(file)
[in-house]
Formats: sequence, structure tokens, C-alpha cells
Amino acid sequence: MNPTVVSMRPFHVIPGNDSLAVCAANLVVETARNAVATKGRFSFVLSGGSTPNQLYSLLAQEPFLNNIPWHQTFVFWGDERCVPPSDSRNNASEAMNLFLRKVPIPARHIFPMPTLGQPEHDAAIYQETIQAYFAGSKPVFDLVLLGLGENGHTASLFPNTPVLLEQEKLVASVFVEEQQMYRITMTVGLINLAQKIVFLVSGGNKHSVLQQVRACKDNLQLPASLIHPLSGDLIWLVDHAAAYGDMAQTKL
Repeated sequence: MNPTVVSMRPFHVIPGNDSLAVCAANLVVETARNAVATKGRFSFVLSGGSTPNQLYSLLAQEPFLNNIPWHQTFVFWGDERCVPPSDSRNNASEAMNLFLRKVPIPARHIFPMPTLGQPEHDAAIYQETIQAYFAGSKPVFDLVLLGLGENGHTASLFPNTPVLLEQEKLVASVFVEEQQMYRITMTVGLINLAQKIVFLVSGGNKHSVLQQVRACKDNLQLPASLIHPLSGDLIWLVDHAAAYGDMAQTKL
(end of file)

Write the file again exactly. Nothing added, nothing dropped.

[in-house]
Formats: sequence, structure tokens, C-alpha cells
Amino acid sequence: MNPTVVSMRPFHVIPGNDSLAVCAANLVVETARNAVATKGRFSFVLSGGSTPNQLYSLLAQEPFLNNIPWHQTFVFWGDERCVPPSDSRNNASEAMNLFLRKVPIPARHIFPMPTLGQPEHDAAIYQETIQAYFAGSKPVFDLVLLGLGENGHTASLFPNTPVLLEQEKLVASVFVEEQQMYRITMTVGLINLAQKIVFLVSGGNKHSVLQQVRACKDNLQLPASLIHPLSGDLIWLVDHAAAYGDMAQTKL
Repeated sequence: MNPTVVSMRPFHVIPGNDSLAVCAANLVVETARNAVATKGRFSFVLSGGSTPNQLYSLLAQEPFLNNIPWHQTFVFWGDERCVPPSDSRNNASEAMNLFLRKVPIPARHIFPMPTLGQPEHDAAIYQETIQAYFAGSKPVFDLVLLGLGENGHTASLFPNTPVLLEQEKLVASVFVEEQQMYRITMTVGLINLAQKIVFLVSGGNKHSVLQQVRACKDNLQLPASLIHPLSGDLIWLVDHAAAYGDMAQTKL